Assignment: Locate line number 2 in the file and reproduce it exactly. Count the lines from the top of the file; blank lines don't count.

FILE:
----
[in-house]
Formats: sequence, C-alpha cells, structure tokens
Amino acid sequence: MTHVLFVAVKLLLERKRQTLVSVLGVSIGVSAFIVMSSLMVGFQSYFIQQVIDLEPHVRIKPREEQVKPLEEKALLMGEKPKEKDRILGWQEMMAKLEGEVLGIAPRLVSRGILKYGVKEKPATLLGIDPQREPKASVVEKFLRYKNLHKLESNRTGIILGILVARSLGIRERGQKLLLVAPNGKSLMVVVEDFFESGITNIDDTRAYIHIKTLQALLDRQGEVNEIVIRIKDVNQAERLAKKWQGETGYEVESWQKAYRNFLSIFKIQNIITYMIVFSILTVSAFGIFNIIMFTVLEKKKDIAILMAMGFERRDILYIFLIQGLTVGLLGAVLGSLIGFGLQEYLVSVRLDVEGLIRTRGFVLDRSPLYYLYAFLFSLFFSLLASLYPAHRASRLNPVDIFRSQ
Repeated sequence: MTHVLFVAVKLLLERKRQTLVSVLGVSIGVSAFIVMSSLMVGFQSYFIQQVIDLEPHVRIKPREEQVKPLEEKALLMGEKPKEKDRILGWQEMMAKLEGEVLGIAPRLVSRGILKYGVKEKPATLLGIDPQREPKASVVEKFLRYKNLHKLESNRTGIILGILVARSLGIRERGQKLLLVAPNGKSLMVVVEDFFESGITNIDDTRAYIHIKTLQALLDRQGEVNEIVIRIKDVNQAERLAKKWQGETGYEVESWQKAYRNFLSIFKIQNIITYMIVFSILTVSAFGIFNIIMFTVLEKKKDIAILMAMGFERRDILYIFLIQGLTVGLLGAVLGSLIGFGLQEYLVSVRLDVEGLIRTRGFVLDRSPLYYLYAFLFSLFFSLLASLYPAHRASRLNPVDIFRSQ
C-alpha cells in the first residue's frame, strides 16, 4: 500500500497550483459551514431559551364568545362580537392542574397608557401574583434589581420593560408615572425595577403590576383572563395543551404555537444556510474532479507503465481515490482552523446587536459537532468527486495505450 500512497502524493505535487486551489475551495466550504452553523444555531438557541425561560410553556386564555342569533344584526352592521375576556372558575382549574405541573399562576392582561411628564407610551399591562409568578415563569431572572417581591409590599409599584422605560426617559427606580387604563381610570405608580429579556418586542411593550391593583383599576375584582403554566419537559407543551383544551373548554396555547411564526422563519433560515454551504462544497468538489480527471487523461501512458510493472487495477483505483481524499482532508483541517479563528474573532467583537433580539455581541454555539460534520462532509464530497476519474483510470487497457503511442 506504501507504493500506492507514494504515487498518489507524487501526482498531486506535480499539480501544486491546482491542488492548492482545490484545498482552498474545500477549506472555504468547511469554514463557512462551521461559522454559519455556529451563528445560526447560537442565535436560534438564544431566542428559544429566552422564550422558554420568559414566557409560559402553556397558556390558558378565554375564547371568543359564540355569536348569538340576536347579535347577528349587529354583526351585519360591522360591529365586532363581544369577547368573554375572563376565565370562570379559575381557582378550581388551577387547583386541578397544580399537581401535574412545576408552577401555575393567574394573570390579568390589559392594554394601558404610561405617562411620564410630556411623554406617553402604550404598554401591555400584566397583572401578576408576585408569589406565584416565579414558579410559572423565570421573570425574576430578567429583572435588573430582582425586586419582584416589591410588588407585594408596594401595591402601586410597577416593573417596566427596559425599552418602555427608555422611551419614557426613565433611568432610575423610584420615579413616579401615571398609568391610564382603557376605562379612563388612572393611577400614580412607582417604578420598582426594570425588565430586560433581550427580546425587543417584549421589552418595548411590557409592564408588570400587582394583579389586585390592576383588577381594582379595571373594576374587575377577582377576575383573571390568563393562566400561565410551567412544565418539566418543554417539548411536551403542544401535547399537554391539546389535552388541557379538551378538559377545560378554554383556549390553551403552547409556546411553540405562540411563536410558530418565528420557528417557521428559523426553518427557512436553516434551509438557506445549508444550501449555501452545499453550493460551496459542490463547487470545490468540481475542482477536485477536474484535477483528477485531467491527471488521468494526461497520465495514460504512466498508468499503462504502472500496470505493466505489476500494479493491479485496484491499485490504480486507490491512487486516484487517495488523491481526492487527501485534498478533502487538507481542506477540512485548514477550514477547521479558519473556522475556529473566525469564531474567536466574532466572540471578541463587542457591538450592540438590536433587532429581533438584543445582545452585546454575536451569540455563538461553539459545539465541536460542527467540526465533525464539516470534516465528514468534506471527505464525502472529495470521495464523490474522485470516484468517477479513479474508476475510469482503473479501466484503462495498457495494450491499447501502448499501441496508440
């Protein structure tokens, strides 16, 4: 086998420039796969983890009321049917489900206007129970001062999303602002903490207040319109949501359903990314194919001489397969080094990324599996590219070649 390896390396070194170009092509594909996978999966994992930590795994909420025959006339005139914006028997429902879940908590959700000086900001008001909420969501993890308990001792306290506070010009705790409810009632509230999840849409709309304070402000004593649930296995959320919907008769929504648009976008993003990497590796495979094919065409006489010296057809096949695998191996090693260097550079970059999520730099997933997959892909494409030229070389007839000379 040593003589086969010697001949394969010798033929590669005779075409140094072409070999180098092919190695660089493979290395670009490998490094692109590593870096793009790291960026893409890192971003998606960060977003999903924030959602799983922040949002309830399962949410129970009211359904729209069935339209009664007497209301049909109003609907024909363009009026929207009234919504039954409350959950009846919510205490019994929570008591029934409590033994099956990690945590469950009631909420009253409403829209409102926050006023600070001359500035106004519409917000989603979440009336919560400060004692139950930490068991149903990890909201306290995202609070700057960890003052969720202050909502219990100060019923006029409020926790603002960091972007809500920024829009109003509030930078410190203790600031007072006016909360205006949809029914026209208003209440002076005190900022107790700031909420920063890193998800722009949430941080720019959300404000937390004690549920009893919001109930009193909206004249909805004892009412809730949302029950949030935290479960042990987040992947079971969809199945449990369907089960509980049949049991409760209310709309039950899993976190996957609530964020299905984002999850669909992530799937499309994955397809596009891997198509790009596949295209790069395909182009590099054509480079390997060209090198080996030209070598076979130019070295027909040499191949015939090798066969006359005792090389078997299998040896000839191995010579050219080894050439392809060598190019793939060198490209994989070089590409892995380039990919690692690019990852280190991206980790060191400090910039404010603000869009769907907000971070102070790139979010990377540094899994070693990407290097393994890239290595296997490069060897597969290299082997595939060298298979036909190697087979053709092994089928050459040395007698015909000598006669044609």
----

Formats: sequence, C-alpha cells, structure tokens